Being in a network is all about keeping up to date with what’s happening, learning from each other and giving each other support. With this in mind, weltwärts partner organisations have formed regional networks in recent years. They bring together weltwärts organisations from one country or region to further their knowledge on specific topics and update each other on the latest developments on the programme. We spoke to Carola Flor from “Red weltwaerts” in Ecuador.
What were the reasons for setting up the network?
Carola Flor: The “Red weltwaerts Ecuador” network was set up in 2012 with the aim of improving the flow of information for all Ecuadorian partner organisations on the weltwärts programme. Back then, not all organisations in Ecuador had access to all information. With the help of the network, the information from Germany was translated into Spanish and passed on to all partners. The Ecuadorian partners also felt a major need to discuss the education and mentoring activities for volunteers and safety, health and other practical issues with their counterparts in other organisations. The network provides a way to meet that need.
What does the network offer its members?
Carola Flor: In addition to monthly meetings, there’s a “Día weltwärts” (weltwärts Day) to which all partners and weltwärts volunteers in Ecuador come. At this event, cultural activities can be offered, all participants have a chance to share ideas and knowledge with each other and specific issues concerning the programme can be covered. The “weltwärts Day” was financed through German implementing organisations up until 2017, when we began a collaboration with the German Embassy in Ecuador, which has been providing the funding for the venue and the catering ever since. The network organises the day.
In addition, “Red weltwaerts Ecuador” offers joint workshops on topics of relevance to weltwärts, such as safety, health and (sexualised) violence. The network members provide the facilities for these events. One partner organisation supplies the room, another supplies the accommodation and another one supplies the food and drink. The speakers receive no payment.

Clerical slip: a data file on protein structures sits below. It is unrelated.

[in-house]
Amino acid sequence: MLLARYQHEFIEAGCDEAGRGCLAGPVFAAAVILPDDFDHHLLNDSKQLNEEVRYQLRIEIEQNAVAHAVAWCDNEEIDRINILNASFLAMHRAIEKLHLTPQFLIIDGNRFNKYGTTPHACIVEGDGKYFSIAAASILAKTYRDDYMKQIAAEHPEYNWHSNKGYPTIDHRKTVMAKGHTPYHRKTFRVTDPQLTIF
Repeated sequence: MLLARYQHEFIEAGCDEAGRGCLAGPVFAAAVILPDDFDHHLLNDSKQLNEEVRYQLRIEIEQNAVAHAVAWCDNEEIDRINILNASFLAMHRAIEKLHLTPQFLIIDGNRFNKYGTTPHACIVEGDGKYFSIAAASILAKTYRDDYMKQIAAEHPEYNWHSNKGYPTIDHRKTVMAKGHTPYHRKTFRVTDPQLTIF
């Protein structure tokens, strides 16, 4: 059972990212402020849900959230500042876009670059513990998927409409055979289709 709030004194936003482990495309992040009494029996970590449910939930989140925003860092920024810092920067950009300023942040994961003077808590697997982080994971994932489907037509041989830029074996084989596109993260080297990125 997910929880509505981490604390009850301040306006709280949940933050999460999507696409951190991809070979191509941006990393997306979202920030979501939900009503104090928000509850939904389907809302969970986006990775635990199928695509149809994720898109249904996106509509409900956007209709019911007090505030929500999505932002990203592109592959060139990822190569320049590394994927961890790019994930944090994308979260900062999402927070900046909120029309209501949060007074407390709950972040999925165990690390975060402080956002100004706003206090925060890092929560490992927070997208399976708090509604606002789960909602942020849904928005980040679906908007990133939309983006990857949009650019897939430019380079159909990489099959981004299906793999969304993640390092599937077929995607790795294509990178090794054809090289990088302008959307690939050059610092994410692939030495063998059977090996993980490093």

What’s been your personal highlight in your work for the network?
Carola Flor: To start with, spreading the word about weltwärts and volunteering wasn’t very easy but we’ve seen lots of progress in the meantime. A number of Ecuadorian partners and places of assignment - as well as official bodies - recognise the major benefits that volunteering and international cooperation bring.
At the beginning, we often had difficulties with volunteers wanting “to save the world”. but now they have a more realistic idea of what voluntary service is and what it’s not. The places of assignment and local communities now take a different approach to the way they share their culture with the volunteers too. Lots of people used to think that “cultural exchange” was about sharing Ecuadorian folklore but not, for example, talking about macho mentality. Now, however, they see “cultural exchange” in a much broader sense and there’s more interest in German volunteers and their background and culture. In the past, some implementing organisations wanted to minimise their networking effort but now the members of “Red weltwaerts Ecuador” see the major advantages of coming together in a network and joining forces.
How does the network operate?
Carola Flor: “Red weltwaerts Ecuador” currently has ten members from Ecuador. Some of the organisations are also beginning to establish ties outside of Ecuador too. Talks aimed at expanding the networking activities have already taken place with organisations in Colombia, Peru and Bolivia and with African networks. Unfortunately, the pandemic has put a stop to those efforts for the time being. There has also been cooperation with organisations from other countries, resulting in the idea of a network for the whole of Latin America.
The network has always been a platform for collaboration involving all members in a joint effort. The various members now hold regular meetings. During the Covid-19 pandemic, there have been numerous video conferences. We also use email, WhatsApp and Google Drive for a lot of our communication. In-person meetings are planned to resume in November 2021. They’re very important for everyone but especially for those partners that don’t have as many technical resources or as much expertise as others.
How do you recruit new members for the network?
Carola Flor: We haven’t got any money for PR work but the volunteers are our best advertisement. Their partner organisations and places of assignment hear about “Dia weltwaerts” and other activities from the volunteers and then they approach “Red weltwaerts Ecuador” as a result.
What are your plans for the future? What do you aim to achieve with the network in the next two years?
Carola Flor: Once the pandemic situation has improved a little, we want to work on making our structures more effective. For example, one aim is to improve how our members agree who is responsible for what and to provide formal definitions of those responsibilities so everyone knows who does what. Another thing we want to do is reactivate our Facebook page to make it easier for people to contact us. We also intend to start working on our own website as soon as we have the money to do so.
Some of the “Red weltwaerts Ecuador” partners are also actively involved in the establishment of an Ecuadorian network for voluntary work. This network is already in consultation with the Ecuadorian government on the subject of a law for volunteer services in Ecuador and possible support for them.